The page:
A high-stakes drama set against the harsh beauty of the Maine wilderness, charting the journey of four friends as they fight to survive the aftermath of a white water rafting accident, The River at Night is a nonstop and unforgettable thriller by a stunning new voice in fiction.

Winifred Allen needs a vacation.

Stifled by a soul-crushing job, devastated by the death of her beloved brother, and lonely after the end of a fifteen-year marriage, Wini is feeling vulnerable. So when her three best friends insist on a high-octane getaway for their annual girls’ trip, she signs on, despite her misgivings.

What starts out as an invigorating hiking and rafting excursion in the remote Allagash Wilderness soon becomes an all-too-real nightmare: A freak accident leaves the women stranded, separating them from their raft and everything they need to survive. When night descends, a fire on the mountainside lures them to a ramshackle camp that appears to be their lifeline. But as Wini and her friends grasp the true intent of their supposed saviors, long buried secrets emerge and lifelong allegiances are put to the test. To survive, Wini must reach beyond the world she knows to harness an inner strength she never knew she possessed.

With intimately observed characters, visceral prose, and pacing as ruthless as the river itself, The River at Night is a dark exploration of creatures—both friend and foe—that you won’t soon forget.



Read an excerpt:

1

Early one morning in late March, Pia forced my hand.

A slapping spring wind ushered me through the heavy doors of the YMCA lobby as the minute hand of the yellowing 1950s-era clock over the check-in desk snapped to 7:09. Head down and on task to be in my preferred lane by precisely 7:15, I rushed along the glass corridor next to the pool. The chemical stink leaked from the ancient windows, as did the muffled shrieks of children and the lifeguard’s whistle. I felt cosseted by the shabby walls, by my self-righteous routine, by the fact that I’d ousted myself from my warm bed to face another tedious day head-on. Small victories.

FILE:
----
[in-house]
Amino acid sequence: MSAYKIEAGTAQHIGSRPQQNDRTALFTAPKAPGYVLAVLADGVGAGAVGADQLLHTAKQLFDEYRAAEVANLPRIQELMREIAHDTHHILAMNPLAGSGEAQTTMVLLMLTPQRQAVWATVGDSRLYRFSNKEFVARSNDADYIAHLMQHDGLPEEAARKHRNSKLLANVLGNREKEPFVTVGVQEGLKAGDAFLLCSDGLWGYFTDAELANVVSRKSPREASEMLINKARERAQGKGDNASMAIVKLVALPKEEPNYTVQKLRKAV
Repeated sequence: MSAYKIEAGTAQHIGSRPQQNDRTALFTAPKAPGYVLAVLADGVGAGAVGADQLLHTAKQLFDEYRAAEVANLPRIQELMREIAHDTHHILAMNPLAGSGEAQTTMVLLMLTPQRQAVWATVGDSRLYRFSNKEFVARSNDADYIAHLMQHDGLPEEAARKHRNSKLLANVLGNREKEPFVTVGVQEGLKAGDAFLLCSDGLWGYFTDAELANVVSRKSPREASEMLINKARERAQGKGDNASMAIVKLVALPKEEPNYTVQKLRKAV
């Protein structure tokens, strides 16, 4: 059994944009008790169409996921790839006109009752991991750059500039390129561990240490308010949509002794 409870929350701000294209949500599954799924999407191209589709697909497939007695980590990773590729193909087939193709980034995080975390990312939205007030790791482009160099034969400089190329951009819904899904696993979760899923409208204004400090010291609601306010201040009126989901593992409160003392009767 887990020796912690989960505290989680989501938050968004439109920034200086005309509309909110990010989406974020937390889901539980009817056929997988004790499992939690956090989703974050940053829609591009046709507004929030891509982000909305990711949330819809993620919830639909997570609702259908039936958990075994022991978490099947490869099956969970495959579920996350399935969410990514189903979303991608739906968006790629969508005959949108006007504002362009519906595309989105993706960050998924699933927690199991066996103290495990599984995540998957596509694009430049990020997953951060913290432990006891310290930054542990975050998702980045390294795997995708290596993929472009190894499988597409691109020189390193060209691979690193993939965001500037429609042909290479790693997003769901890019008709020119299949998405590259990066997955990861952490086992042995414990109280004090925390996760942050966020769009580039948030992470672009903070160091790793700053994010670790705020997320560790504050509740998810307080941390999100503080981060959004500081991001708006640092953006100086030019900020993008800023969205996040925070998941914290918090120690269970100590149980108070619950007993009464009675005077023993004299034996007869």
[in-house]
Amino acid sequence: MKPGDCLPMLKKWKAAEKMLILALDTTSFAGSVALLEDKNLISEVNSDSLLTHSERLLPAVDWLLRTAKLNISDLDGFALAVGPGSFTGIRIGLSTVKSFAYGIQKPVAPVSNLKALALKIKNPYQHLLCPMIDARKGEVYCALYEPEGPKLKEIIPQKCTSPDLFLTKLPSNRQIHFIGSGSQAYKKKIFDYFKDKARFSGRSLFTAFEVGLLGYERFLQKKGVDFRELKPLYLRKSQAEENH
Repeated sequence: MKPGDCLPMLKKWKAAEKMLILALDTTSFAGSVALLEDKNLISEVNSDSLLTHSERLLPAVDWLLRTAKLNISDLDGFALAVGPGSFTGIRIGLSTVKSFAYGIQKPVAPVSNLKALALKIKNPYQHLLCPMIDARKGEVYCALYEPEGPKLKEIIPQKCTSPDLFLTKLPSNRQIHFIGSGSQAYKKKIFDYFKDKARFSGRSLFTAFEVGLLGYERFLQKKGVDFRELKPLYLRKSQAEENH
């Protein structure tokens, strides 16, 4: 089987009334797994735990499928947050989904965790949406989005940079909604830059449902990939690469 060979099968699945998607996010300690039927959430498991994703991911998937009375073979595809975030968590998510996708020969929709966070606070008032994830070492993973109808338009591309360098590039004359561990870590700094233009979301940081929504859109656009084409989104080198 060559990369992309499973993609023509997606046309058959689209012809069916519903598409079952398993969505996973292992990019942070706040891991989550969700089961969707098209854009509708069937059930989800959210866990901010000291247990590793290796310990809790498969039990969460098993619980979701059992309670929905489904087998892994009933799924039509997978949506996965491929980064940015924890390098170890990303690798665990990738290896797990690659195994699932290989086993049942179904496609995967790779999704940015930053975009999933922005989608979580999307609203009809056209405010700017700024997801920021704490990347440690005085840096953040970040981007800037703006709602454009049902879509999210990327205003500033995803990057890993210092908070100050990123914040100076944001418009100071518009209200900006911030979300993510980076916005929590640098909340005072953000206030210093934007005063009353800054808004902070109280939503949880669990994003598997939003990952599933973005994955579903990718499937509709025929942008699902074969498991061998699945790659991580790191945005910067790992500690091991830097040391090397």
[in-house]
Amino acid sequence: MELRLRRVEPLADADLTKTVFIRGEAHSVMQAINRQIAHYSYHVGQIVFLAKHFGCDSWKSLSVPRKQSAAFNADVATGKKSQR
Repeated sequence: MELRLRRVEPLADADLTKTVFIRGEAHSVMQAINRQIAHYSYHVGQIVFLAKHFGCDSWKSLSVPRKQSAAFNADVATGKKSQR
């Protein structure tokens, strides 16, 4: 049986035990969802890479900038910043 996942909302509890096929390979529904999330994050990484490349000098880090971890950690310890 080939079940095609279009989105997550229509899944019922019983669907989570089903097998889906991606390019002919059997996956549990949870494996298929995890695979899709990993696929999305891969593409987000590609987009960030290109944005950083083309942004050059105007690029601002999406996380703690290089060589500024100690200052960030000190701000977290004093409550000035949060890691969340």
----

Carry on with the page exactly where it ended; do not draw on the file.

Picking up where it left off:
I’d just squeezed myself into my old-lady swimsuit when the phone in my bag began to bleat. I dug it out. The screen pulsed with the image of Pia Zanderlee ski-racing down a double black diamond slope somewhere in Banff.

My choices? Answer it now or play phone tag for another week. Pia was that friend you love with a twinge of resentment. The sparkly one who never has time for you unless it’s on her schedule, but you like her too much to flush her down the friendship toilet.

“Wow, a phone call—from you!” I said as I mercilessly assessed my middle-aged pudge in the greasy mirror. “To what do I owe the honor?”

Of course I knew the reason. Five unanswered texts.

Pia laughed. “Hey, Win, listen. We need to make our reservations. Like, by tomorrow.”

I fished around in my swim bag for my goggles. “Yeah, I haven’t—”

“I get it. Nature’s not your thing, but you’re going to love it once you’re out there. Rachel and Sandra are chomping at the bit to go, but they have to make their travel plans. We all do.”

With a shudder, I recalled my frantic Google search the night before for Winnegosset River Rafting, Maine.

No results.